[<< wikipedia] Adam Pribićević
Adam Pribićević (Serbian Cyrillic: Адам Прибићевић; Kostajnica, Austria-Hungary, 24 December 1880 – Windsor, Ontario, Canada, 7 February 1957) was a Croatian Serb publisher, writer, and politician.

== Biography ==
Pribićević was born in Kostajnica, to a well-known family of Serbs of Croatia. After graduating from gymnasium (high school) in Sremski Karlovci, he studied law at Zagreb. He began his political activities by joining the Srpska Samostalna Stranka (Independent Serbian Party). He published articles in the periodicals Srbobran and Srpsko kolo. A supporter of the social philosophy of Tomáš Garrigue Masaryk, Adam emphasized the role of peasants in the social development of Serbia. Along with a group of Serbian politicians from Croatia, Adam was arrested during a mounting conflict between the Croatian-Serbian Coalition and the Austro-Hungarian authorities. The annexation of Bosnia and Herzegovina in 1908 caused a furor among the Serbs of Austria-Hungary. It became a major factor in the high-treason trial of Zagreb in 1909 against the Serb leaders of the Croat-Serb Coalition, which opposed the annexation.
Adam and his brother Valerijan Pribićević, a Serbian Orthodox bishop, figured prominently among the defendants. On 9 October 1909, the court in Zagreb passed its sentence: twelve years penal servitude for the brothers and severe terms of imprisonment of between five and eight years for thirty other defendants. Following a subsequent libel suit in Vienna, they were all fully exonerated in a legal sense a year later (1910), and it became apparent that the evidence in the earlier trial had been fabricated with the foreknowledge of the Austro-Hungarian authorities.After his release, Adam joined the editorial staff of Srpsko kolo. In 1913 on a visit to Belgrade Adam forewarned Nikola Pašić about a compromise between the Croatian-Serbian Coalition in Habsburg Croatia and the Austrian government. When the World War I broke out, Adam was arrested by the Austrians and in 1915 sent to Galicia as an Austrian soldier to fight the Russians. There he used the opportunity to defect to the Russian side. From there he joined the Serbian volunteers fighting within the Serbian army on the Salonika Front.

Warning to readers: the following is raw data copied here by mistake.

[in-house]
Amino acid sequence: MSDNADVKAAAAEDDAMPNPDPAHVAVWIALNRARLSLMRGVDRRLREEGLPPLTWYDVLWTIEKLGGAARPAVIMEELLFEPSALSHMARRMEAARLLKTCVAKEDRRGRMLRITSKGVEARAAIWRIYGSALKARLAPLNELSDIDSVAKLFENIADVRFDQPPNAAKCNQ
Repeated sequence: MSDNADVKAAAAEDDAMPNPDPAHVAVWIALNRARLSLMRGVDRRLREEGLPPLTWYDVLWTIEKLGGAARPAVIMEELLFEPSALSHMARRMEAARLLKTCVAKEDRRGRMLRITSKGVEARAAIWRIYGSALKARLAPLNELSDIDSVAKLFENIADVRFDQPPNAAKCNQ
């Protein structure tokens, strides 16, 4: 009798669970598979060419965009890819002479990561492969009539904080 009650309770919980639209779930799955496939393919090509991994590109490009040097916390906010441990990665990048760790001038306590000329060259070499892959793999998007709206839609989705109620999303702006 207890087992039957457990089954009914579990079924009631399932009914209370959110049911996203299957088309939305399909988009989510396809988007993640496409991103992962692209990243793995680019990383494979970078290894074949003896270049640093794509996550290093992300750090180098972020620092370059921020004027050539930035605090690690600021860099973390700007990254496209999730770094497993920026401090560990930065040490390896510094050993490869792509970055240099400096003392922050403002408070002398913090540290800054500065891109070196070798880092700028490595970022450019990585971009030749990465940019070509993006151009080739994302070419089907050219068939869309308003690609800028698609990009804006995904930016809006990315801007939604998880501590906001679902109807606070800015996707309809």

After the war, Pribićević met up with his brother Svetozar and joined the Democratic Party. He also worked as an editor of the periodical Narod. In 1924 he settled in Kosovo, where he was active in the Independent Democratic Party, founded by his brother Svetozar Pribičević. He also edited the periodical Reč. After the death of his brother Svetozar, Adam was elected to parliament in 1936. In 1938 he became chairman of the Samostalna Demokratska Stranka (Independent Democratic Party).Between the two world wars, he held many important posts in Yugoslavia. He was a jurist, journalist, and political activist who, with his brother Milan, became "the voice of return to the virtues of rural life."
When Nazi Germany occupied the Kingdom of Yugoslavia, Pribićević joined the Chetnik forces of General Dragoljub Mihailović at Ravna Gora fighting both the Nazi German and Yugoslav Communist forces. The political and socioeconomic platform for the Ba Congress was drafted by Pribićević. When George Musulin organized the 1944 final rescue of 500 American airmen called Operation Halyard, Mihailović sent a political mission to Bari, Italy aboard an American plane. Pribićević, now former President of the Independent Democratic Party of the Kingdom of Yugoslavia, and his team met with Ivan Šubašić, but were not informed of the Tito-Šubašić Agreement. Pribićević remained in the West after the war ended, like thousands of other soldiers who managed to escape.
His books were banned by the Yugoslav communist government in 1947.Among the Serbian Canadians, Adam Pribićević was among the most important, eminent, and well-known post-World War II Serbian political émigrés who came from Yugoslavia to Canada.

With two other authors, Dr. Vladimir Belajčić and Dr. Branko Miljuš, Adam Pribićević sent "The Memorandum of Crimes of Genocide Committed against the Serbian People by the Government of the 'Independent State of Croatia' during World War II," addressed to the Fifth General Assembly of the United Nations, 1950.
He committed suicide on 7 February 1957 in Windsor, Ontario. 
From 2008, the new 16th street in Busije, a part of Belgrade, carries his name.

== Personal life ==
He had three brothers: Milan, Valerijan and Svetozar.

== Works ==
Seljak, 1936
Naseljavanja Srba po Hrvatskoj i Dalmaciji, 1954
Od gospodina do seljaka
Selo kao moralni činilac u životu naroda, 1954
The Problem of Austro-Hungaria, Voice of Canadian Serbs, 1949
The Memorandum on Crimes of Genocide Committed against the Serbian People by the Government of the 'Independent State of Croatia' during World War II. Addressed to the Fifth General Assembly of the United Nations, 1950, by Adam Pribićević, Dr. Vladimir Belajčić, and Dr. Branko Miljuš.

== References ==

== Sources ==

== External links ==
Jugoslavija na ruševinama Srbije (2): Evropa spasava Srbe